There are many forms of help out there. One common form are self help books varying from guidance published by professionals, scientific explanations of depression published by scientists, or collections of inspiring stories of people who have overcome their own depression. “Before I learned that I had chronic depression I got to a point that I did not know what to do anymore…My therapist recommended a book called The Mindful Way Through Depression,” explains Wendy Gonzalez. Do not be shy to talk to your school counselor or therapist; you will not be judged for your actions and these are professional people that can help your fears and frustrations, as well as give you the contact information of a psychiatrist to get you some therapy or medication.

  4. Catch Those Z’s

Make sure you are get enough sleep. When feeling depressed, 8 hours simply isn’t enough. Attempt to sleep early by removing distractions like TV, laptops and cellphones. Sleeping will help you think clearly and give you energy. Experts say sleep disorders could be the hidden cause of depression among the youth. A study presented by Dorothy Bruck at the Australian Psychological Society’s inaugural Health Psychology Conference  found that about one in ten women between 21 and 25 years old  experienced recurring problems sleeping, but otherwise had no symptoms of mental illness. But nine years later, those women were four to five times more likely than others in the study to be diagnosed with depression.

 5. Acknowledge and Share your Feelings

  “It’s a process of being mindful of our feelings,” explains Wendy Gonzalez. “When I started feeling depressed I acknowledged how I feel. I’d say: Okay, yes, I am feeling sad…unfortunately this sadness may never go away and I can’t sit here all my life, so why not try and do something more entertaining,” she adds.  Opening up to a trusted adult or friend can help reduce the feeling of loneliness. Find a way to express your emotions because it is not healthy keeping them bottled up. Instead write music, paint, or write in your journal.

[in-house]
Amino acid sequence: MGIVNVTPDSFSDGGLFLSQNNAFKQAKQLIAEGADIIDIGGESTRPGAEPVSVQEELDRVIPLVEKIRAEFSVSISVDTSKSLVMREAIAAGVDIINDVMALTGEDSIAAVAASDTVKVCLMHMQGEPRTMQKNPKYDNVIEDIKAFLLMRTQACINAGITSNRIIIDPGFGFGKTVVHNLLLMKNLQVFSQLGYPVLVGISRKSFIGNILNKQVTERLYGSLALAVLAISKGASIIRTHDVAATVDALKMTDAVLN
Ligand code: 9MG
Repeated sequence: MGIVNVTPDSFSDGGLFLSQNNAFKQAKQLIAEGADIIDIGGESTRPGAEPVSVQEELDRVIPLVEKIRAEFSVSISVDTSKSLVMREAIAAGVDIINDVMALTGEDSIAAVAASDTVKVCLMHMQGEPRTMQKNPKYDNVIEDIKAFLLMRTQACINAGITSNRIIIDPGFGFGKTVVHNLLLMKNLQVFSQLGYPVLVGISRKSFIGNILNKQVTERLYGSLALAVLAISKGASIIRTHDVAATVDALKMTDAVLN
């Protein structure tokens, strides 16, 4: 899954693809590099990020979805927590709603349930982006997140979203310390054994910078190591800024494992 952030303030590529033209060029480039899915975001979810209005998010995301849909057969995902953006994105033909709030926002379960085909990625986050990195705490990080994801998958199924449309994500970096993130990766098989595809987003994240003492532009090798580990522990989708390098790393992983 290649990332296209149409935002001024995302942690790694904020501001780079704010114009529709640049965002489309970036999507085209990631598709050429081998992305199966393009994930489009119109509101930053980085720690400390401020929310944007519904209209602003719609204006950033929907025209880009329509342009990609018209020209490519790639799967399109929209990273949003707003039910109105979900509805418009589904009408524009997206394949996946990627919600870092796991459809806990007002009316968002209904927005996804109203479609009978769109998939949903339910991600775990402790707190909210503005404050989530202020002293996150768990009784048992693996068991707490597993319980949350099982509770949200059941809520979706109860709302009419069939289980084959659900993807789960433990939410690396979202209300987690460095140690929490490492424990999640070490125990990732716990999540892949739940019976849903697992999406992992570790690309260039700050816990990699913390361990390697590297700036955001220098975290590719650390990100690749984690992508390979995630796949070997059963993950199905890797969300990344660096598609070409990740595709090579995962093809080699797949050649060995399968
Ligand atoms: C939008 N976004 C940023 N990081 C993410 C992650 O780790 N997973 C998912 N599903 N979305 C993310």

6. Don’t Isolate Yourself

Remember to keep your friends close because there is someone there who wants to help you. When you want to give up, keep pushing yourself to move forward. A helpful way to accomplish that is by continuing to do those things you enjoy and never fear getting help. It may be difficult seeing an end to your depression, but through therapy, medication, or a combination of both, your depression can stop. Lack of communication is a severe problem with those suffering from depression because they have so much going on inside. It is best to deal with your problems than having to deal with depression longer than necessary.

With the high statistics of depression, you are not alone. There is hope to fighting the blues, but it starts with taking the first step. Even if it is a small step, it is the step in the right direction.

Klassy the Chica Lyricist

Photo by JDF Films

Photo by JDF Films

A brand new MC from Los Angeles, CA is taking over the L.A. rap scene. An MC describes a word rapper in the hip hop scene, but the term is not limited to the word play of hip hop. Klassy is a 17 year old Filipino chica who began her career in the ninth grade. Her real name is Graciela Moreno, but she prefers to be addressed as Klassy.

“My goal is to open my people’s minds, to see life in a positive angle, to live life in tranquil and understand true happiness. I want to spark inspiration. To change a bad mood into a good mood is worth more than money,” she explains.

Klassy grew up around the Latino population of Los Angeles. She is a sophomore at VAPA, the Visual and Performing Arts school in L.A. Her Filipino background did not limit her ability to take hip hop in the direction she did.